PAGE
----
Human dendritic cells in blood and airways during respiratory viral infection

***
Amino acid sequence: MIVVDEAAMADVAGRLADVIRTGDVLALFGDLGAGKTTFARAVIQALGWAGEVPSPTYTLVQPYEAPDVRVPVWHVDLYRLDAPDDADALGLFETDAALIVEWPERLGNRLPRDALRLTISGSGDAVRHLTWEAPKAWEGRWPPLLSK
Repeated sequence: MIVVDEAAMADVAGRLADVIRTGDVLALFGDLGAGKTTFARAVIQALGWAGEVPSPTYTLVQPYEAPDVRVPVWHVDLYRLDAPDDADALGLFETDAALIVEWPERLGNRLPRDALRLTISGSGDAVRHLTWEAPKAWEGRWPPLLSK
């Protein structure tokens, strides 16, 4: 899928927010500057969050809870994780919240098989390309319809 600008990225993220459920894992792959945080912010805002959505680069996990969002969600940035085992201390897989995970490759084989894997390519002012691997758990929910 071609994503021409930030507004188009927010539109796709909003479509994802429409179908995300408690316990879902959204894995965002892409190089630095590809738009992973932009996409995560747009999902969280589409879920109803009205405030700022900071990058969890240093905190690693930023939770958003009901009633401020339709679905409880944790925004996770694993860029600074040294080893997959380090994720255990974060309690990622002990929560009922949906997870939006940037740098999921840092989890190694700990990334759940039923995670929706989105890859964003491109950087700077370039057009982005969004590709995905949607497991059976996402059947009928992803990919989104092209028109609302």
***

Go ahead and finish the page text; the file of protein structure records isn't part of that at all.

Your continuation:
Sammanfattning: The air we inhale contains oxygen necessary for life, but also potentially harmful microorganisms, toxins and allergens. This presents an important immunological dilemma: how can our lungs quickly and selectively eliminate harmful agents without inflicting damage on the delicate tissues of the lungs? We have thus evolved a network of cells involved in immune surveillance, made up of dendritic cells (DCs), monocytes and macrophages. Together, these mononuclear phagocytes sample the lungs and airways for presence of foreign pathogens such as viruses or bacteria. Recognition of pathogenic patterns – for instance the genetic material of viruses or the lipid membrane of bacteria – triggers a cascade of events in these immune cells. They produce inflammatory mediators to signal that a source of danger has been detected, and to contain the infection while awaiting the arrival of other immune cells. DCs migrate to lymphoid organs where they present antigens to naïve T cells, thus shaping the generation of protective and adaptive immunity. Much of what we know of how our immune system functions come from studies in murine models. In this thesis, we focus our attention on human DCs. Using super resolution microscopy, we assessed the early trafficking events that take place upon internalisation of influenza A virus (IAV) by human DCs. We report that IAV trafficked via early and late endosomes in DCs, similar to epithelial cells, but with more delayed kinetics. Next, we investigated whether maturation of monocyte-derived versus bona fide DCs affects their susceptibility to IAV infection. Indeed, the two subsets of DCs are inherently different in their ability to respond to pathogenic signals by producing antiviral mediators, which protect them from IAV infection. The accessibility of human blood has improved our understanding of human DCs. However, immune cells residing at mucosal barriers are our first line of defence against respiratory viruses. Increasing data suggest that there is tissue-specific regulation of immune cells due to factors present in the local microenvironment. Hence, we performed bronchoscopies on healthy subjects and hantavirus-infected patients to characterise DCs residing in the airways and bronchial mucosal tissue. We identified several subsets of respiratory DCs at steady state, alongside alveolar macrophages and monocyte-derived cells. During acute hantavirus disease, DCs and monocytes were depleted from circulation, whereas the lungs were infiltrated with monocytes and DCs. Collectively, our findings reveal the heterogeneity of human DCs in their response to respiratory viruses, depending on their origin and anatomical location. A deeper understanding of the complex interplay between respiratory viruses and human DCs reveals how DCs contribute to immunity or pathogenesis. This knowledge may help us develop better preventive and therapeutic strategies by targeting or modulating DCs to achieve favourable immune responses.
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